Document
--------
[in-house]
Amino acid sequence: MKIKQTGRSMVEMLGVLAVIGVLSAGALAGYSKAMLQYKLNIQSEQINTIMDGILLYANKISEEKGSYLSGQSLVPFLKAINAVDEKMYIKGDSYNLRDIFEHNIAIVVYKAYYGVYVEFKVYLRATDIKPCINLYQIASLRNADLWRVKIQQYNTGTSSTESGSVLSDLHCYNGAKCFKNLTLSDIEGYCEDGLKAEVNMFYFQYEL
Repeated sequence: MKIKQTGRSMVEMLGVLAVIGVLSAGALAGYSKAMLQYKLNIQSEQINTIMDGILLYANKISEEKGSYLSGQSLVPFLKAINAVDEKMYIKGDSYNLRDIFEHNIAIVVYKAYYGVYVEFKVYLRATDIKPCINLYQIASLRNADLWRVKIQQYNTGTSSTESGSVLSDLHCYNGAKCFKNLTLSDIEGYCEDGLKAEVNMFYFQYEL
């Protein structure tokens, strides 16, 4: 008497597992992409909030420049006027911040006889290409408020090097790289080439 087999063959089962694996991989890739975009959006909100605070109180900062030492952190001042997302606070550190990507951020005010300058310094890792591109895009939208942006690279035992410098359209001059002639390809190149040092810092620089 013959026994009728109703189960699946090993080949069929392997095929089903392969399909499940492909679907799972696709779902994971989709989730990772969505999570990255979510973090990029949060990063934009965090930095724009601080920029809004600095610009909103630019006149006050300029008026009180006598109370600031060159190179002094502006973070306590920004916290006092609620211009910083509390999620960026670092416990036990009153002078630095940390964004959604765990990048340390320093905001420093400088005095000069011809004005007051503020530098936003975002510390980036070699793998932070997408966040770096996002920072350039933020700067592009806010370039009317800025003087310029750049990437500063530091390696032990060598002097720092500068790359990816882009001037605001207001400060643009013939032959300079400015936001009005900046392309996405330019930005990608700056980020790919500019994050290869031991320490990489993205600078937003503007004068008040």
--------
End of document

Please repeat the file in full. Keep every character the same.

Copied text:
[in-house]
Amino acid sequence: MKIKQTGRSMVEMLGVLAVIGVLSAGALAGYSKAMLQYKLNIQSEQINTIMDGILLYANKISEEKGSYLSGQSLVPFLKAINAVDEKMYIKGDSYNLRDIFEHNIAIVVYKAYYGVYVEFKVYLRATDIKPCINLYQIASLRNADLWRVKIQQYNTGTSSTESGSVLSDLHCYNGAKCFKNLTLSDIEGYCEDGLKAEVNMFYFQYEL
Repeated sequence: MKIKQTGRSMVEMLGVLAVIGVLSAGALAGYSKAMLQYKLNIQSEQINTIMDGILLYANKISEEKGSYLSGQSLVPFLKAINAVDEKMYIKGDSYNLRDIFEHNIAIVVYKAYYGVYVEFKVYLRATDIKPCINLYQIASLRNADLWRVKIQQYNTGTSSTESGSVLSDLHCYNGAKCFKNLTLSDIEGYCEDGLKAEVNMFYFQYEL
């Protein structure tokens, strides 16, 4: 008497597992992409909030420049006027911040006889290409408020090097790289080439 087999063959089962694996991989890739975009959006909100605070109180900062030492952190001042997302606070550190990507951020005010300058310094890792591109895009939208942006690279035992410098359209001059002639390809190149040092810092620089 013959026994009728109703189960699946090993080949069929392997095929089903392969399909499940492909679907799972696709779902994971989709989730990772969505999570990255979510973090990029949060990063934009965090930095724009601080920029809004600095610009909103630019006149006050300029008026009180006598109370600031060159190179002094502006973070306590920004916290006092609620211009910083509390999620960026670092416990036990009153002078630095940390964004959604765990990048340390320093905001420093400088005095000069011809004005007051503020530098936003975002510390980036070699793998932070997408966040770096996002920072350039933020700067592009806010370039009317800025003087310029750049990437500063530091390696032990060598002097720092500068790359990816882009001037605001207001400060643009013939032959300079400015936001009005900046392309996405330019930005990608700056980020790919500019994050290869031991320490990489993205600078937003503007004068008040």